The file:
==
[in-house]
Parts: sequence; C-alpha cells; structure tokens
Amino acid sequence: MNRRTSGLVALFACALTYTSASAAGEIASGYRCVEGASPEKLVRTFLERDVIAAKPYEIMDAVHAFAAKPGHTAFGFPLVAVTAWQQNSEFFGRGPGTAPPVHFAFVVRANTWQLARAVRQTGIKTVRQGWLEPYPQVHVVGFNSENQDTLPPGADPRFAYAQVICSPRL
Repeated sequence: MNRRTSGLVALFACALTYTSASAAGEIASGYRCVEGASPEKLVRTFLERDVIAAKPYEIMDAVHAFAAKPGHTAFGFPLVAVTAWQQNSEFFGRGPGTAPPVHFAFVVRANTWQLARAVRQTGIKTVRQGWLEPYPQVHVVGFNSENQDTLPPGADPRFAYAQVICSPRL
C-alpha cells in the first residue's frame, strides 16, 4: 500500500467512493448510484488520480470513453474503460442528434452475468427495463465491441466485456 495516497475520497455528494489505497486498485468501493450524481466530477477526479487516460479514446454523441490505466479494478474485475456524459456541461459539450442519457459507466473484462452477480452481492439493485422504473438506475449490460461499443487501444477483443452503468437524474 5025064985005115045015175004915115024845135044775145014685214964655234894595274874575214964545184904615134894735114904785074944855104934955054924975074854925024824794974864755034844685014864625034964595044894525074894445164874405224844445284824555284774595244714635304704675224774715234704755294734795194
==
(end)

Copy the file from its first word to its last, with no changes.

[in-house]
Parts: sequence; C-alpha cells; structure tokens
Amino acid sequence: MNRRTSGLVALFACALTYTSASAAGEIASGYRCVEGASPEKLVRTFLERDVIAAKPYEIMDAVHAFAAKPGHTAFGFPLVAVTAWQQNSEFFGRGPGTAPPVHFAFVVRANTWQLARAVRQTGIKTVRQGWLEPYPQVHVVGFNSENQDTLPPGADPRFAYAQVICSPRL
Repeated sequence: MNRRTSGLVALFACALTYTSASAAGEIASGYRCVEGASPEKLVRTFLERDVIAAKPYEIMDAVHAFAAKPGHTAFGFPLVAVTAWQQNSEFFGRGPGTAPPVHFAFVVRANTWQLARAVRQTGIKTVRQGWLEPYPQVHVVGFNSENQDTLPPGADPRFAYAQVICSPRL
C-alpha cells in the first residue's frame, strides 16, 4: 500500500467512493448510484488520480470513453474503460442528434452475468427495463465491441466485456 495516497475520497455528494489505497486498485468501493450524481466530477477526479487516460479514446454523441490505466479494478474485475456524459456541461459539450442519457459507466473484462452477480452481492439493485422504473438506475449490460461499443487501444477483443452503468437524474 5025064985005115045015175004915115024845135044775145014685214964655234894595274874575214964545184904615134894735114904785074944855104934955054924975074854925024824794974864755034844685014864625034964595044894525074894445164874405224844445284824555284774595244714635304704675224774715234704755294734795194